DIY Instruments

Friday, April 5 | 1 - 2 pm | Downtown Library | Grade 3 - 8

Learn how to make musical instruments out of household items, such as a Bee Buzzer out of popsicle sticks and rubber bands and a Brazilian Laughing Cup (aka Cuica) out of a paper cup and a paper clip. Also try making a didgeridoo, a sound sandwich, and a straw oboe!

There will be several items from the AADL's new Music Tools collection available for playing as well as for checkout.

This event is for grades 3 - 8.

Tunes 'n' Tales By Tricia

Monday, April 1 | 10 - 11 am | Malletts Creek | Preschool - Grade 3

Tricia Kjolhede is an amazing entertainer with years of classroom experience and knowledge of child development. She doesn't perform FOR kids; she performs WITH kids! Tricia brings music and movement, allowing for differing learning styles, many opportunities for self expression, and a chance for all to develop self confidence. She uses songs that make playtime learning time too.

Explore the fun of musical expression with Tricia at Tunes 'n' Tales!

High-Seas Audiobook Adventure for Teens

One of the best things about listening to an audiobook is hearing the story in the character’s voice. In L. A. Meyer’s Bloody Jack: Being an Account of the Curious Adventures of Mary “Jacky” Faber, Ship’s Boy, narrator Katherine Kellgren reads with a strong Cockney accent that brings the heroine dramatically to life.

After she is reduced to begging on the streets of London, teenager Mary Faber takes a chance at a new life by disguising herself as a boy, Jacky, and joining a British warship on the hunt for pirates. Things become even more complicated when she falls in love with fellow ship’s boy Jaimy and becomes the target of unwanted advances from another sailor. There’s plenty of adventure, romance and scares in this award-winning audiobook.

The audiobook series continues with Curse of the Blue Tattoo, Under the Jolly Roger, In the Belly of the Bloodhound, Mississippi Jack, My Bonny Light Horseman, Rapture of the Deep, and The Wake of the Lorelei Lee.

LISTEN!! Digital Music News: Chill Out, Revisit the 80s, Love Some Lute, Win A Blue Ribbon

YOU can access almost 1,000 digital music albums directly through our AADL.org catalog. Stream or download as much as you like, DRM free, on any device you choose. No waiting for a copy. No due dates. Hooray!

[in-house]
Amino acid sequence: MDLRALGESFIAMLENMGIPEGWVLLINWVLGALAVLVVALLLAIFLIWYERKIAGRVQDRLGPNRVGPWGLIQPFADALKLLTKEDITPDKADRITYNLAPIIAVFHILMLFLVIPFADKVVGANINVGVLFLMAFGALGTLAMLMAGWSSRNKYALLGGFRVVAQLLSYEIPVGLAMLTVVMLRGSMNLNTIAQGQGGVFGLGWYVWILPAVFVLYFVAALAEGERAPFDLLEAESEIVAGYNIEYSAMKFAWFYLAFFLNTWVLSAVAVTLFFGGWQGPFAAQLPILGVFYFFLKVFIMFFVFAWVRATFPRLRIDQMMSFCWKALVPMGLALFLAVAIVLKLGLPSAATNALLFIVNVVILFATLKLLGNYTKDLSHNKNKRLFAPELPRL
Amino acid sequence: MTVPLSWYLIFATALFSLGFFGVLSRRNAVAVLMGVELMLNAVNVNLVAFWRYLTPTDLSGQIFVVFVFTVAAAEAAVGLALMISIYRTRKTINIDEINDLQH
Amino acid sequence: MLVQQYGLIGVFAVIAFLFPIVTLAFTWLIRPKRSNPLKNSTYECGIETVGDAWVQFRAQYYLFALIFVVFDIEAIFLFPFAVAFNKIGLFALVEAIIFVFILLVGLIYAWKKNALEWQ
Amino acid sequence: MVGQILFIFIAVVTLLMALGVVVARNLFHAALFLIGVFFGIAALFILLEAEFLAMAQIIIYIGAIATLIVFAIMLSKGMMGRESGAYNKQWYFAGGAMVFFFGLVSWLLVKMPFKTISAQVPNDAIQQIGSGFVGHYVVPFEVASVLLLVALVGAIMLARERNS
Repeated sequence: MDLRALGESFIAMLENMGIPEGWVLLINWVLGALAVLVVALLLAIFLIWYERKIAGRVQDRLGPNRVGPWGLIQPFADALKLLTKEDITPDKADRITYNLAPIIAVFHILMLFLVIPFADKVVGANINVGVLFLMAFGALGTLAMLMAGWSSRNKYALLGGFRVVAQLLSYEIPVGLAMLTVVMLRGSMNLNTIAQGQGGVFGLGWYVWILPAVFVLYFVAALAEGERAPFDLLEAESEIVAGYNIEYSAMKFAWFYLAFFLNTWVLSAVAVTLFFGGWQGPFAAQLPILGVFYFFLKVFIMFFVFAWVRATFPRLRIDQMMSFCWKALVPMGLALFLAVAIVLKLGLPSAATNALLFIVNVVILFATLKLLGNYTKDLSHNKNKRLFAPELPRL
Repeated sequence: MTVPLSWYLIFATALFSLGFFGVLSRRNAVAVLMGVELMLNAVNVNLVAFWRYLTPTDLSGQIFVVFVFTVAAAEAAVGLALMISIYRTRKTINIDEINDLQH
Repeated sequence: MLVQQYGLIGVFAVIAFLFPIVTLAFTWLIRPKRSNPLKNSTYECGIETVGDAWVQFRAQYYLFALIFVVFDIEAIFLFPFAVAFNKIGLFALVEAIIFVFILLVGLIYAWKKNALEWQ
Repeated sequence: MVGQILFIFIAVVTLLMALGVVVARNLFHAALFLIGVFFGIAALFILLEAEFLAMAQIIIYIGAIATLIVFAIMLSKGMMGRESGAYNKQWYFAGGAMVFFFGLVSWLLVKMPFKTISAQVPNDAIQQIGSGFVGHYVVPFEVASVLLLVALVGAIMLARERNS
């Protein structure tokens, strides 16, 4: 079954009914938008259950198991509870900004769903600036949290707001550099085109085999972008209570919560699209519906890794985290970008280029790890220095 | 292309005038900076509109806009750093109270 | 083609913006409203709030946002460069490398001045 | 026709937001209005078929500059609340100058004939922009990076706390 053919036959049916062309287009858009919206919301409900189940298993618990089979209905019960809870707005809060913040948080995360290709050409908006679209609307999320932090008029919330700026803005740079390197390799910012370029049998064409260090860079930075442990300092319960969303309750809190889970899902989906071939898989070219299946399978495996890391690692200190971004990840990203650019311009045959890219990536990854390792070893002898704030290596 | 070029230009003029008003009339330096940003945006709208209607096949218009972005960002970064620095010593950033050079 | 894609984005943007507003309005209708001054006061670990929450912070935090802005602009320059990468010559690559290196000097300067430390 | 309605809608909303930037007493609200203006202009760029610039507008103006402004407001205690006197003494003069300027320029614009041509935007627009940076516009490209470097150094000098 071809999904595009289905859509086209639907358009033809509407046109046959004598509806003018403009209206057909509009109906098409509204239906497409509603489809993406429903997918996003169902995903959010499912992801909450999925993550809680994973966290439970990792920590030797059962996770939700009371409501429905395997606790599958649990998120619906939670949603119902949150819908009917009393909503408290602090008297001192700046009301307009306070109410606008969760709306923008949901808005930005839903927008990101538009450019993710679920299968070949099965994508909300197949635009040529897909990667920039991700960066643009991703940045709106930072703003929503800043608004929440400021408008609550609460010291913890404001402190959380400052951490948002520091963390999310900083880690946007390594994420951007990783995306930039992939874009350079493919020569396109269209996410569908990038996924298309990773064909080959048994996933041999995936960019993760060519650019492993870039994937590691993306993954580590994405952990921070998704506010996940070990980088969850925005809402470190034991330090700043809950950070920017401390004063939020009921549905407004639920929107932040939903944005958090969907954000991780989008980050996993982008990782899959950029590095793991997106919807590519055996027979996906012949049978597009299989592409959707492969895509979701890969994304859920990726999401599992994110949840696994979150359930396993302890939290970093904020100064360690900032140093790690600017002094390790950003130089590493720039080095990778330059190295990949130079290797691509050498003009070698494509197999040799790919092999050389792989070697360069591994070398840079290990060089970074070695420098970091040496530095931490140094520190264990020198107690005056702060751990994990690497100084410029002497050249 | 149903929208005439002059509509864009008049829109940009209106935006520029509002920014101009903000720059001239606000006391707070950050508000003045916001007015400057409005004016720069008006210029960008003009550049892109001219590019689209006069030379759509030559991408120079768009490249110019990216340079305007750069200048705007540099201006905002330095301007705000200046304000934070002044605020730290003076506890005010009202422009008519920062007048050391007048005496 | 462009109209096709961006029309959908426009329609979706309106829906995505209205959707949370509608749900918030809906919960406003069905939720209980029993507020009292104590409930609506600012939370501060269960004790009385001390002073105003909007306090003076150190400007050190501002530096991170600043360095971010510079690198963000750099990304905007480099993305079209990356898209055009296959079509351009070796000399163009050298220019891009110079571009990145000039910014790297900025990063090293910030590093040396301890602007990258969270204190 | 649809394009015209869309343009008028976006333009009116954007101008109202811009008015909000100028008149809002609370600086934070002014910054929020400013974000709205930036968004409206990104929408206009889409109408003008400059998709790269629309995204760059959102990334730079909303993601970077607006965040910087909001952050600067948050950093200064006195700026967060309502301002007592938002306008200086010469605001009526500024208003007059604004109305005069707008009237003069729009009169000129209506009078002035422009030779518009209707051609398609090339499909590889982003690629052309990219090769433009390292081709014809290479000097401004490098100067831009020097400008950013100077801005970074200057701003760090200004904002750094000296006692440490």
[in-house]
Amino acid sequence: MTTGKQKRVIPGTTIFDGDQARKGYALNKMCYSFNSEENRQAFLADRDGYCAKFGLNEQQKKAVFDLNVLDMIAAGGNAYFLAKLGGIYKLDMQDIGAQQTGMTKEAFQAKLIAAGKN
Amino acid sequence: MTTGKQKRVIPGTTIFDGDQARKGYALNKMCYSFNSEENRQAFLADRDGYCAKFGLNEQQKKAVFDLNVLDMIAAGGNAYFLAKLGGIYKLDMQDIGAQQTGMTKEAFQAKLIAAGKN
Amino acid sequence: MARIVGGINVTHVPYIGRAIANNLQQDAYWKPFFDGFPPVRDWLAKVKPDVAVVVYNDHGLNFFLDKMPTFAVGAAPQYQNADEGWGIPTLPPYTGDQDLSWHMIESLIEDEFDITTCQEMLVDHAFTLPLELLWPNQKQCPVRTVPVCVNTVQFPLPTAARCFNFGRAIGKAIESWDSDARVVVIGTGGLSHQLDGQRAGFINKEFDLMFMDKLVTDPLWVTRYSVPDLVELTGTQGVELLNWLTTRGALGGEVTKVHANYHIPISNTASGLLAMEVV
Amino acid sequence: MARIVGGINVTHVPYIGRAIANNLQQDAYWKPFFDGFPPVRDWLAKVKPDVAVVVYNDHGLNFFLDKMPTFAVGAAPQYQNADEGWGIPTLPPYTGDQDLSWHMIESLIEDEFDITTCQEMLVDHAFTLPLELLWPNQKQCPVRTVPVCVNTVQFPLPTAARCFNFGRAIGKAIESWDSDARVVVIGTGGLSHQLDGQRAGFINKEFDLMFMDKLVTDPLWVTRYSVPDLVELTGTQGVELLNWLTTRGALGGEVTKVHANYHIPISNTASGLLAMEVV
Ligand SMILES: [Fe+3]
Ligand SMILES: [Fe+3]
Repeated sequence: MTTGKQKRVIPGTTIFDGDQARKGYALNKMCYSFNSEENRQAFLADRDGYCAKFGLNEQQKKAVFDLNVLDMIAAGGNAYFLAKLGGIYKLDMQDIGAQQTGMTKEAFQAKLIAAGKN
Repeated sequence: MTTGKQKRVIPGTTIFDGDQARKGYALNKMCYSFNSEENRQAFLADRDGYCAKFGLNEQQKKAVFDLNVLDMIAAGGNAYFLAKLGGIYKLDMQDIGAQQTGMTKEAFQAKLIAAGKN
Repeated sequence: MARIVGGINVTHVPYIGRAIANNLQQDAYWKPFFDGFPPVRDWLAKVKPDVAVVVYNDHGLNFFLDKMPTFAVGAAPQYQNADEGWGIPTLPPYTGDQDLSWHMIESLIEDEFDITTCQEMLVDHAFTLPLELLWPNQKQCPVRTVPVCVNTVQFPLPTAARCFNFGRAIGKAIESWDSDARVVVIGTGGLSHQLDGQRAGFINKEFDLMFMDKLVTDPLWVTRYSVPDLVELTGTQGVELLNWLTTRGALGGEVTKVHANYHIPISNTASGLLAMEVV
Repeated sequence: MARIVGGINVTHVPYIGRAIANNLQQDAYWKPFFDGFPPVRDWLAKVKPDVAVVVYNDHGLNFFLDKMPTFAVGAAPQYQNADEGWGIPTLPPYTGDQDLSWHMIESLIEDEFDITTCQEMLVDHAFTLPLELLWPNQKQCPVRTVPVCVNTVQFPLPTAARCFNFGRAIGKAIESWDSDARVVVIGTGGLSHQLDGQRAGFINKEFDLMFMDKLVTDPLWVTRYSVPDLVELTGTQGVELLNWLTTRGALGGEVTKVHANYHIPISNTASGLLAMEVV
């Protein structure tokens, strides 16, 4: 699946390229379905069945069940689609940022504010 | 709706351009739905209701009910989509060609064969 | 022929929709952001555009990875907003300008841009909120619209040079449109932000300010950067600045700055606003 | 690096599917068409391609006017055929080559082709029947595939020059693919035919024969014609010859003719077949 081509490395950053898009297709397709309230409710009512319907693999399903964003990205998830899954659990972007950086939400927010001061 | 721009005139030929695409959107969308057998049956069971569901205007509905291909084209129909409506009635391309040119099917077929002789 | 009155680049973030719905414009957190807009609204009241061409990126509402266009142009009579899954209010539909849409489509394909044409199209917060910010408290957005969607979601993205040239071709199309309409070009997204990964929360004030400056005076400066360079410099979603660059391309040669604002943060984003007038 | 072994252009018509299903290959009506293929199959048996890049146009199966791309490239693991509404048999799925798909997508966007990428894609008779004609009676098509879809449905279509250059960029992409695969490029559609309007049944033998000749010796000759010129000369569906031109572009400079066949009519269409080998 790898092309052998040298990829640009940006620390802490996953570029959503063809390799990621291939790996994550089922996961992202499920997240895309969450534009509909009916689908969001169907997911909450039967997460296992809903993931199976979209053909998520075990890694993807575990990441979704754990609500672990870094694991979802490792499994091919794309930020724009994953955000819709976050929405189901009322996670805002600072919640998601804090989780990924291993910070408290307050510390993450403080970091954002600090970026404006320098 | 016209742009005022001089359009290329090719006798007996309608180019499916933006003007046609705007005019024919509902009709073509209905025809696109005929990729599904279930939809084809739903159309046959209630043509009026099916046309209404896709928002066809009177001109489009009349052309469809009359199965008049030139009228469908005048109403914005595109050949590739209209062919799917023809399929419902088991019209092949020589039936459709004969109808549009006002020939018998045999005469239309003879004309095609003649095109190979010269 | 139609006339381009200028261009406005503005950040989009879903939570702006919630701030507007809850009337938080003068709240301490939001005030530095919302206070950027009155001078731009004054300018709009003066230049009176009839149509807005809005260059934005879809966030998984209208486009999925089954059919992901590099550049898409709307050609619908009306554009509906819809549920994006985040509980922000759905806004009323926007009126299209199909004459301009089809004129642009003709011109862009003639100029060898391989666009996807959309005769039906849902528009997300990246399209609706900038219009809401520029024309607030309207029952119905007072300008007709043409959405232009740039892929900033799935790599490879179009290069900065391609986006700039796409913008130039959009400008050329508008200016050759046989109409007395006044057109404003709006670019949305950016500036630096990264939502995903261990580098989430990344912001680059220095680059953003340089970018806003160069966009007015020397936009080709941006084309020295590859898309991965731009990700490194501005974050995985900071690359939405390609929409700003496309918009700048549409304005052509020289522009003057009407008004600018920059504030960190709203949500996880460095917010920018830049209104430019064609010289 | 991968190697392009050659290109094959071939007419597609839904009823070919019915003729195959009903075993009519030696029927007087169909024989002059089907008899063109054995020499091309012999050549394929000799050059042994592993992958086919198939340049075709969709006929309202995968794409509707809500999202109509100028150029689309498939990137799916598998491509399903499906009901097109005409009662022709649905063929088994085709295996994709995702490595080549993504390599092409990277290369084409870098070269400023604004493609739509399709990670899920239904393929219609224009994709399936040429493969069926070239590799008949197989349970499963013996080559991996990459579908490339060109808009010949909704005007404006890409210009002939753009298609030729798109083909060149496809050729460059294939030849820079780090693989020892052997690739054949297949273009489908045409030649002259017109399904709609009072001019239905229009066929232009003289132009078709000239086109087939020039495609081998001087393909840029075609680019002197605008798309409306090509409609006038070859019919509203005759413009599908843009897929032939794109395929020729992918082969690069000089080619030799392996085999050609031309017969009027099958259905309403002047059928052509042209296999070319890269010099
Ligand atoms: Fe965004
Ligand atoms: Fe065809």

Made of Wood: Chillout Funk
"The Chill Funk Trip" is an album of groove-laden chilled out sounds, with influences from electronica, chillout lounge and funk. It's spacey, dreamy, eclectic and atmospheric. Inspirations for the sounds are wide-ranging: from Thievery Corporation and Massive Attack, to the Meters, Parliament Funkadelic, Radiohead and Air.

Kyven: 80s Pop with Modern Chops
"Hands Down" is an album of irresistible anthemic pop. With strong male vocals swimming in a sea of synthesizers, Kyven channels old dance favorites like New Order, Pet Shop Boys and Duran Duran.

Galatea - Paul Beier: Solo Lute of the Italian Renaissance
The 17th-century singer Barbara Strozzi is known as one of the finest women composers of the Italian Baroque. The works recorded here, by soprano Emanuella Galli and Galatea, come from her seventh publication of 1659 entitled Diporti di Euterpe, or "The Pleasures of Euterpe." In this work, Strozzi, at the height of her artistic powers, collaborated with some of the most important poets of the period to create works which are musically innovative, dramatically expressive, and exceedingly beautiful.

William Brooks: Songs From a Native Oklahoman
A great album for driving, "Blue Ribbon" features the very best of down-to-earth singer-songwriter William Brooks, whose blues-tinged, narrative folk-rock is appealingly world weary. Standout tracks include the down and dirty "Justified" and the tender, string infused "Grace."